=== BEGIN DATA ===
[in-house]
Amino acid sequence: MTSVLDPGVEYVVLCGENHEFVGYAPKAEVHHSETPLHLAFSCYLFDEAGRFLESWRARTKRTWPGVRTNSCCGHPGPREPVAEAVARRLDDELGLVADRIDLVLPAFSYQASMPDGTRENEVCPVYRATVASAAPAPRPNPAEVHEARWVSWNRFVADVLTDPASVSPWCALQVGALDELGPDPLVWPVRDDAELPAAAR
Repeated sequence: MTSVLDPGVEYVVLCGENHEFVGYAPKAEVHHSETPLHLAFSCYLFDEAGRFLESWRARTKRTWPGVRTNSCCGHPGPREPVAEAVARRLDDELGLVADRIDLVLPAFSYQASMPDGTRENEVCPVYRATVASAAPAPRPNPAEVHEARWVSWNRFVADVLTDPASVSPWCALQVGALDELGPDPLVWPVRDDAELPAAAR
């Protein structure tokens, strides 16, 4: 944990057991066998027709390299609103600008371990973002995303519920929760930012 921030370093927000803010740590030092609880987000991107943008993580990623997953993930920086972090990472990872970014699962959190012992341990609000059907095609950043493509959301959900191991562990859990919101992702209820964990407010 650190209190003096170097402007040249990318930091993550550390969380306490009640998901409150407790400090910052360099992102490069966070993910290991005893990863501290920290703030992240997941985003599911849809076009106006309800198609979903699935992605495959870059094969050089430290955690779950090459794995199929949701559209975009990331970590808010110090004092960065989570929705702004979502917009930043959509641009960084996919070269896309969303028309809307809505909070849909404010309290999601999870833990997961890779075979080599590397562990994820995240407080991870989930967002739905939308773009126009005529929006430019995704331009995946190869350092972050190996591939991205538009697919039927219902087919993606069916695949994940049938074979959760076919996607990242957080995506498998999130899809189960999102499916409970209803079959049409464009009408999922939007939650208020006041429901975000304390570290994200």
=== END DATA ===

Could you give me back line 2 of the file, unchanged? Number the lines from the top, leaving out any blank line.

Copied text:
Amino acid sequence: MTSVLDPGVEYVVLCGENHEFVGYAPKAEVHHSETPLHLAFSCYLFDEAGRFLESWRARTKRTWPGVRTNSCCGHPGPREPVAEAVARRLDDELGLVADRIDLVLPAFSYQASMPDGTRENEVCPVYRATVASAAPAPRPNPAEVHEARWVSWNRFVADVLTDPASVSPWCALQVGALDELGPDPLVWPVRDDAELPAAAR